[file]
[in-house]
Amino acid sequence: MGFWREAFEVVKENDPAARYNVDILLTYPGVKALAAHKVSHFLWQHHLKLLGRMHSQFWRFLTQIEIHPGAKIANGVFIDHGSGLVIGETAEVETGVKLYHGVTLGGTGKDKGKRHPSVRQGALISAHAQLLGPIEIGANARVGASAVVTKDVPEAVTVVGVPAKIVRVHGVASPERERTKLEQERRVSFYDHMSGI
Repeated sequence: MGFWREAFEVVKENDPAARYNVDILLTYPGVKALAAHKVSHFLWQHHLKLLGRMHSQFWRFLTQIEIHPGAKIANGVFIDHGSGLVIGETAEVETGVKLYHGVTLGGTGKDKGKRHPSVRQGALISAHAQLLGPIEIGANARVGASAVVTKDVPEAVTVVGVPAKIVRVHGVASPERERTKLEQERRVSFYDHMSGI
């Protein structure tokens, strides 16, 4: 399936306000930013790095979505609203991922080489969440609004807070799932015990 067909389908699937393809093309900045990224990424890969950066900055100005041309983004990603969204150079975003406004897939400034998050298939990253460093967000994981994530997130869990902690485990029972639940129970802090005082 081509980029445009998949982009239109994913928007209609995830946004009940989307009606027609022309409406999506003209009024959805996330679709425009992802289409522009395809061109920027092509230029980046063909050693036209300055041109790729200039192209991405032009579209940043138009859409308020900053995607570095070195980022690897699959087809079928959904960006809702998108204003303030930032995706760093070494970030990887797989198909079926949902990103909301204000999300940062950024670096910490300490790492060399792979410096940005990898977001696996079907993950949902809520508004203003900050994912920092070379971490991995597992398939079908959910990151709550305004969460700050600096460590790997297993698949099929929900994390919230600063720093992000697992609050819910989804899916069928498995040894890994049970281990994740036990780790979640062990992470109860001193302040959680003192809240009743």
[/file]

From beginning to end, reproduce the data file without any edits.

[in-house]
Amino acid sequence: MGFWREAFEVVKENDPAARYNVDILLTYPGVKALAAHKVSHFLWQHHLKLLGRMHSQFWRFLTQIEIHPGAKIANGVFIDHGSGLVIGETAEVETGVKLYHGVTLGGTGKDKGKRHPSVRQGALISAHAQLLGPIEIGANARVGASAVVTKDVPEAVTVVGVPAKIVRVHGVASPERERTKLEQERRVSFYDHMSGI
Repeated sequence: MGFWREAFEVVKENDPAARYNVDILLTYPGVKALAAHKVSHFLWQHHLKLLGRMHSQFWRFLTQIEIHPGAKIANGVFIDHGSGLVIGETAEVETGVKLYHGVTLGGTGKDKGKRHPSVRQGALISAHAQLLGPIEIGANARVGASAVVTKDVPEAVTVVGVPAKIVRVHGVASPERERTKLEQERRVSFYDHMSGI
């Protein structure tokens, strides 16, 4: 399936306000930013790095979505609203991922080489969440609004807070799932015990 067909389908699937393809093309900045990224990424890969950066900055100005041309983004990603969204150079975003406004897939400034998050298939990253460093967000994981994530997130869990902690485990029972639940129970802090005082 081509980029445009998949982009239109994913928007209609995830946004009940989307009606027609022309409406999506003209009024959805996330679709425009992802289409522009395809061109920027092509230029980046063909050693036209300055041109790729200039192209991405032009579209940043138009859409308020900053995607570095070195980022690897699959087809079928959904960006809702998108204003303030930032995706760093070494970030990887797989198909079926949902990103909301204000999300940062950024670096910490300490790492060399792979410096940005990898977001696996079907993950949902809520508004203003900050994912920092070379971490991995597992398939079908959910990151709550305004969460700050600096460590790997297993698949099929929900994390919230600063720093992000697992609050819910989804899916069928498995040894890994049970281990994740036990780790979640062990992470109860001193302040959680003192809240009743």